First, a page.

The Palos Hills City Council did, in fact, convene on St. Patrick’s Day, but it was the meeting on April 7 that carried a green theme.
City officials voted unanimously to pass a resolution endorsing the Metropolitan Mayors Caucus’ Greenest Region Compact 2, an initiative by the organization to offer the Chicago region’s 273 municipalities a number of cost-effective sustainability measures. The goal of the two-page document is to enhance health and safety through the reduction of energy consumption and fossil fuels, air pollution and hazardous wastes. The Greenest Region Compact 2 also stresses the importance of water conservation.
Palos Hills was one of the first municipalities to adopt the original Metropolitan Mayors Caucus’ Greenest Region Compact back in 2007, and Mayor Gerald Bennett said the updated document includes more green measures that have been successfully implemented by the Caucus and its member communities.
“We should be very proud,” Bennett told the council. “There are many things listed (in the Greenest Region Compact 2) that we have done over the years.”
One green step Palos Hills has already taken is retrofitting the light fixtures in all city-owned buildings with LED lights. The bulbs are not only energy efficient but also save the city money compared to using standard incandescent bulbs, Bennett said.
He also noted Palos Hills has long been designated as a Tree City USA by the Arbor Day Foundation. Maintaining “maximum tree coverage” is one of the goals of the Greenest Region Compact as trees combat climate change, provide oxygen, conserve energy and save water.
A recent green initiative Palos Hills undertook was retrofitting the street lights of all city-owned side streets with LED bulbs, Bennett said. Grant money from ComEd paid for the project, he noted.
Palos Hills is also working with the Southwest Conference of Mayors and a third party to convert eight street lights not owned by the city along Southwest Highway with new LED bulbs and a “smart box,” a device fitted with a wireless network that can monitor security and track traffic volume. Electronic street signs could also be added to the light poles to display paid advertisements and important city information.
“It’s a project we’ve been working on for a while and we’re excited about it,” Bennett said of the smart boxes. “It would basically make the city wireless.”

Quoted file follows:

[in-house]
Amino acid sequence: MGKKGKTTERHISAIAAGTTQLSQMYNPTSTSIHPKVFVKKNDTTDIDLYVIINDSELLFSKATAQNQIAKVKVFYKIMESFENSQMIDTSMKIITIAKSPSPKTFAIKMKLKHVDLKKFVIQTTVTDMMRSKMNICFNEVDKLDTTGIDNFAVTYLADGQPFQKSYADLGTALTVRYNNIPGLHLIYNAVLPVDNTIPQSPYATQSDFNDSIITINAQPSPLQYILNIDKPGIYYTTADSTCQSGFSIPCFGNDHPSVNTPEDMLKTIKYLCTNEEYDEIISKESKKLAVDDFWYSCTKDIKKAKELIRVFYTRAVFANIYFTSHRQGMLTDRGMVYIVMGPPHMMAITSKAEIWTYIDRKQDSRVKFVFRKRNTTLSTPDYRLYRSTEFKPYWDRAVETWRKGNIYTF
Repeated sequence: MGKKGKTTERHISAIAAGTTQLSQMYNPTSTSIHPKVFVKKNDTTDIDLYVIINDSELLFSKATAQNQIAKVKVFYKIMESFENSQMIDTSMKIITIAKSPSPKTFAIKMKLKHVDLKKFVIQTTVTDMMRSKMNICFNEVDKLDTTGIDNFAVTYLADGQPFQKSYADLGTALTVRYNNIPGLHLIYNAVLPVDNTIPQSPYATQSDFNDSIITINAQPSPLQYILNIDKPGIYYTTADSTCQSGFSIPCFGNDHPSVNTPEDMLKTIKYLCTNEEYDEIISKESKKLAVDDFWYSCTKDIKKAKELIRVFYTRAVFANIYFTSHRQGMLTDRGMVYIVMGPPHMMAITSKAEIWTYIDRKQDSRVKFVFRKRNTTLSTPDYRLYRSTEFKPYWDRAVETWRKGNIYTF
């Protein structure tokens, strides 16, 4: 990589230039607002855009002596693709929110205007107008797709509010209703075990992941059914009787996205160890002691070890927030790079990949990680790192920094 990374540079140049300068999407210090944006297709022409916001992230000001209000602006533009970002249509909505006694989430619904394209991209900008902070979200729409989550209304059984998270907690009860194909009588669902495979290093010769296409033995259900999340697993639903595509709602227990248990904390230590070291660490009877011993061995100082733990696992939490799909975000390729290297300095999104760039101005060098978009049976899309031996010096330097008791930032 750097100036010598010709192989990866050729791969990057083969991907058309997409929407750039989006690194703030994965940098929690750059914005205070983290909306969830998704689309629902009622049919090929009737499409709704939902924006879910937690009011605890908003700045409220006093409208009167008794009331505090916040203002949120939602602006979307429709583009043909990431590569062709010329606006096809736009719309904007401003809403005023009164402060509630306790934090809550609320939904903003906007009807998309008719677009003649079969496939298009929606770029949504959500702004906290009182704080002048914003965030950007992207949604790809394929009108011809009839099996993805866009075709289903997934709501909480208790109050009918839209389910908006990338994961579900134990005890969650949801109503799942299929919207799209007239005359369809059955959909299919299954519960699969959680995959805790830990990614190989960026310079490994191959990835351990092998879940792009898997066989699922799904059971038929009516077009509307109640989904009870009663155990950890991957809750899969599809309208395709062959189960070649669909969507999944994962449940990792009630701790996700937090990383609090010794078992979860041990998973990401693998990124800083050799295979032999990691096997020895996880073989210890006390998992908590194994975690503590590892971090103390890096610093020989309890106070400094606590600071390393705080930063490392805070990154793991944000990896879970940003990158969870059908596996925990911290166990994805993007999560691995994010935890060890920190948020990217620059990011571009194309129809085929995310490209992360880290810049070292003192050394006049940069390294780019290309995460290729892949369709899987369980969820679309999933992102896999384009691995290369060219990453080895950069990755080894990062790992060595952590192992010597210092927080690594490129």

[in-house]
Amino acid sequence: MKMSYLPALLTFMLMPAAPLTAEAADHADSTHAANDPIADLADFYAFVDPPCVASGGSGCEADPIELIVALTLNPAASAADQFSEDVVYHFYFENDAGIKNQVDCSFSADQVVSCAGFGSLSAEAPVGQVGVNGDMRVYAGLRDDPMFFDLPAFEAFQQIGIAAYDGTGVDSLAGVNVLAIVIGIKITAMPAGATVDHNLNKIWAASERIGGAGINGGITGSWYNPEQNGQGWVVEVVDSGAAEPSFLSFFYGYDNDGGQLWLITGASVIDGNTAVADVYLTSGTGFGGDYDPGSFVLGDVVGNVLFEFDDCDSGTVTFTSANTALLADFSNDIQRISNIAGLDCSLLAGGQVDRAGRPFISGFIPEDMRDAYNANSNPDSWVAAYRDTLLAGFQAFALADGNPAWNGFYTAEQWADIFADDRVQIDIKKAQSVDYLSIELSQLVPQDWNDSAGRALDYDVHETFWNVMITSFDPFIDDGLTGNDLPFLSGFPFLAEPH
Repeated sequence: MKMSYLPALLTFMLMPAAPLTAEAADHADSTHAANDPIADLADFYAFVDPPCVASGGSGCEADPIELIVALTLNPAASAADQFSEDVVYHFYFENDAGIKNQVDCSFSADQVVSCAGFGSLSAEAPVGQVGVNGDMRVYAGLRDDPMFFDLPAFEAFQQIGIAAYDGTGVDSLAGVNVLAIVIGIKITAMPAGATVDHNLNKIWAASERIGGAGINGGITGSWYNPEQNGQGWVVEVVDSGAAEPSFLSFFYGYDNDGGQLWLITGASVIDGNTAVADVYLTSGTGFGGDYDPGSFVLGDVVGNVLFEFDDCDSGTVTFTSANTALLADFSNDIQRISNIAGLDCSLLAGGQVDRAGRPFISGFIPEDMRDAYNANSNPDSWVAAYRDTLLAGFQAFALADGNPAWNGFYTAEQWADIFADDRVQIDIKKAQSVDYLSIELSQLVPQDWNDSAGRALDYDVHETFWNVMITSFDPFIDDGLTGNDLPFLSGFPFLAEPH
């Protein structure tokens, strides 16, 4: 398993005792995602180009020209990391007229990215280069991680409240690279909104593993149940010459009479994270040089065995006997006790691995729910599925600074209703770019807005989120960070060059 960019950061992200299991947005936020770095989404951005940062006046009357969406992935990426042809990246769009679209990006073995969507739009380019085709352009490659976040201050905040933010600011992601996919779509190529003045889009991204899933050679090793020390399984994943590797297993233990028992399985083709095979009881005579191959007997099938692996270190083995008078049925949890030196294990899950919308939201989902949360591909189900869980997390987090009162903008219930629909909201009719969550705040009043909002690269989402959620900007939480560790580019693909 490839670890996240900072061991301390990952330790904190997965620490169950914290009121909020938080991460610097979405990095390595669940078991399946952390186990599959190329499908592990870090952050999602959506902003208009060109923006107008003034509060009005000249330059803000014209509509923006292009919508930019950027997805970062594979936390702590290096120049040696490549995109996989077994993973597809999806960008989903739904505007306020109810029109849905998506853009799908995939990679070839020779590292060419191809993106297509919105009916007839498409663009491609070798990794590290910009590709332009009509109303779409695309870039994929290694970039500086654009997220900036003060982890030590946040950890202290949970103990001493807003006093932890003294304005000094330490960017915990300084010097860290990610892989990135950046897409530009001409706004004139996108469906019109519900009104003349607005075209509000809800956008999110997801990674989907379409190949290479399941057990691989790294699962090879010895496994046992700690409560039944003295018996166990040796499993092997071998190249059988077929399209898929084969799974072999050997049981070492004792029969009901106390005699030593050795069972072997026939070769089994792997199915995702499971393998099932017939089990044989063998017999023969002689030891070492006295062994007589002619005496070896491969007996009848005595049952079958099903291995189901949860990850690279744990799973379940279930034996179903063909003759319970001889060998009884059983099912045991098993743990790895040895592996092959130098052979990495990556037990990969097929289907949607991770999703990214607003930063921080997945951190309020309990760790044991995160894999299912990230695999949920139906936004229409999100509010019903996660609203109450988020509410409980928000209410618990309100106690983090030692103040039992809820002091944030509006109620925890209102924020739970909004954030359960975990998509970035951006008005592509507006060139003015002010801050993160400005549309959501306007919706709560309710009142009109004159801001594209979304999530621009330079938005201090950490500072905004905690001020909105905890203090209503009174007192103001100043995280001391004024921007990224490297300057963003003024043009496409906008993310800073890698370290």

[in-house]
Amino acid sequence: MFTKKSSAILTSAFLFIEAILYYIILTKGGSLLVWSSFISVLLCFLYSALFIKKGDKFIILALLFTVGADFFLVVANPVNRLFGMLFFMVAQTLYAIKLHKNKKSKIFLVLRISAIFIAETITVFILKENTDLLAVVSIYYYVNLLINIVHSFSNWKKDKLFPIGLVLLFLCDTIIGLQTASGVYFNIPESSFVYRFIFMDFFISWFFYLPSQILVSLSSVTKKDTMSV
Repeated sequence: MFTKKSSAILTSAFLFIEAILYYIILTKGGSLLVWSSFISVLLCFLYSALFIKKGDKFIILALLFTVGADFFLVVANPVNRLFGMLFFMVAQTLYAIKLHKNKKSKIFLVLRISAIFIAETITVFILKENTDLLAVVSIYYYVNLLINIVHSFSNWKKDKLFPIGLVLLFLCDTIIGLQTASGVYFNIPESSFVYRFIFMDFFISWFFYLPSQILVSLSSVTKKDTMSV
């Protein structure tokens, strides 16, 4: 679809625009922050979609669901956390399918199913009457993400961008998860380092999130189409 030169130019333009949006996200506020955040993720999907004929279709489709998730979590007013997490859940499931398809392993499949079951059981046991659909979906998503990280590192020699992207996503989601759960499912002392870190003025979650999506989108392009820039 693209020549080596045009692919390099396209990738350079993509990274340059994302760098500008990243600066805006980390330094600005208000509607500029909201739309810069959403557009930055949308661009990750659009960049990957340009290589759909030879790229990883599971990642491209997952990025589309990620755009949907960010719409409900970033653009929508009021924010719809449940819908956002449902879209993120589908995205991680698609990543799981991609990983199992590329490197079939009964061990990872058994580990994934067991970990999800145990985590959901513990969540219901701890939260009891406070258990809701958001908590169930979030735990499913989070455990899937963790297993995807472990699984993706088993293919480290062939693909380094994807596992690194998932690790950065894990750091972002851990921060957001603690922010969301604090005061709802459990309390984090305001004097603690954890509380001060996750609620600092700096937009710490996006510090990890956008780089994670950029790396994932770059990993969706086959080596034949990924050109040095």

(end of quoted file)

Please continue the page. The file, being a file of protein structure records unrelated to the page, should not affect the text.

The project would be completed at no cost to the city, he said. The third party company would pay for the project and retain a portion of the money made from the advertisements on the electronic street signs.
The free rain barrel program – another green undertaking – is off to a strong start with 22 residents requesting the 55-gallon barrels since the middle of March, Alderman Mark Brachman told the council.
The program, which is in conjunction with the Metropolitan Water Reclamation District, allows each residence to obtain a free rain barrel in an effort to reduce basement backups, sewer overflow and flooding. Those interested in a rain barrel must first fill out an application at City Hall, 10335 S. Roberts Road, and then the MWRD will deliver the barrel at a later date.
In other news, Bennett said representatives of the Baha Auto Group Inc. have begun the improvements to the 31,000-square foot building at 110th Street and Southwest Highway with the hopes of opening the new dealership “as soon as possible” – though an official opening date has not been set.
Musa Muza, the general manager of Baha Auto Group, previously told the council that although the building, which formerly housed Hames Buick, has not had a tenant in more than a decade remains in good shape. The parking lot, however, needs work and the site needs landscaping, he said.
The dealership is to sell “high end” used cars with a minimum price of around $10,000, Muza told the council.